] and although pre-existing diseases were not included among the variables considered in the present study, the ASA-PS classification indirectly measured this parameter [43
]. Ridley et al. showed that HRQOL scores 6 months after ICU are similar to the pre-ICU scores for patients with pre-existing diseases, but lower in patients suffering acute pathologies [40
]. This could also explain why logistic regression analysis showed that only SAPS II – when adjusted for age, gender, ASA, type and magnitude of surgery, ICU LOS, marital and employment status – was associated with a decline in self reported general health status, 6 months after ICU discharge compared to 12 months previously (6 months before ICU discharge).
There is no generally accepted definition of the term 'long-term intensive care'. Because of the markedly skewed distribution of LOS-ICU, no obvious cut-off exists and time periods of ≥ 7 days up to > 30 days have been used to define prolonged ICU stay[45
]. For the present study, greater LOS was defined as an ICU stay of more than 7 days. Longer ICU stay had a significant influence only on the role-physical, bodily pain and role-emotional domains of SF-36. Previous studies have suggested that prolonged ICU LOS does not affect HRQOL after ICU [4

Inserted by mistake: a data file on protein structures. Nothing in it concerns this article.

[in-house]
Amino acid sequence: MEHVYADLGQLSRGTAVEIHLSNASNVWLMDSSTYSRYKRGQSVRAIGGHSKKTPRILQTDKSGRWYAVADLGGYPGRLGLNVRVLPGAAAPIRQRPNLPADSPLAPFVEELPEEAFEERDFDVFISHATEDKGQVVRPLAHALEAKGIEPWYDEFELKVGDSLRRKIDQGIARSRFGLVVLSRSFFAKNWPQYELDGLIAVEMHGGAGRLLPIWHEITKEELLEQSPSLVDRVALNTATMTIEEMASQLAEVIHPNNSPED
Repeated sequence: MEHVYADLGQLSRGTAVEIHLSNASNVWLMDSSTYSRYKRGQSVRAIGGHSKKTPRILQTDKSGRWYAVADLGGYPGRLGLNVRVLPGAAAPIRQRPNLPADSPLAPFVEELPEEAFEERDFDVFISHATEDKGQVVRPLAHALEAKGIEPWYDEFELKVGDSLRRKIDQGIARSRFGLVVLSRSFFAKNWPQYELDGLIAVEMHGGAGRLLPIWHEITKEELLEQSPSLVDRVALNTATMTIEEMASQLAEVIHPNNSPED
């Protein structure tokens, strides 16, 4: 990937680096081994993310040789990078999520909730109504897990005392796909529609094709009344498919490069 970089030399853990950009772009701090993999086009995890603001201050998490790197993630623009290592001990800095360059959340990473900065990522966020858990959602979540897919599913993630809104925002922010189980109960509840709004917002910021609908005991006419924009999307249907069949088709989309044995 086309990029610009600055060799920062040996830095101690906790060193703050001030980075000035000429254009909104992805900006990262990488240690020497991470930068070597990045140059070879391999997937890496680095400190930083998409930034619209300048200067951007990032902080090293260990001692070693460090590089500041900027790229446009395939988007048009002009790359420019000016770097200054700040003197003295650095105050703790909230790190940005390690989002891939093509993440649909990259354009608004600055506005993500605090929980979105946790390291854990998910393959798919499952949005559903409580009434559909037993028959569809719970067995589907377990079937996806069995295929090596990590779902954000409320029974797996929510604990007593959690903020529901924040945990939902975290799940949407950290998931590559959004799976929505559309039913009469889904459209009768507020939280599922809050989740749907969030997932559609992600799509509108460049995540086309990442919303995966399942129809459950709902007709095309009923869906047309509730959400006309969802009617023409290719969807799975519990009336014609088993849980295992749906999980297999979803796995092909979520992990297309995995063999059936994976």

In a systematic review of quality of life in adult survivors of critical illness, Dowdy et al. [3
] refer to six studies in which survivors of elective versus emergency surgical procedures were evaluated [39
]. In three of these studies [39
], quality of life of life was worse, and in two [36
], emergency surgical patients had a significantly worse quality of life in a minority of domains. In our study there was no significant association between surgical status (emergency versus elective) and overall HRQOL except in the vitality domain. This could be explained by the fact that 85% of the patients underwent elective surgery.
A limitation of this study was the lack of data about employment status before ICU admission. Our data indicate that most patients were retired 6 months after discharge from the ICU, in contrast to the study of Cuthbertson et al. [54
], in which fewer than 60% of patients returned to their previous work after discharge from the ICU.
Global results concerning ADL tasks showed that 6 months after discharge from the ICU, 60% of the patients were dependent in at least one activity in ADLI and 34% were dependent in at least one activity in ADLP. In the original studies of Katz [22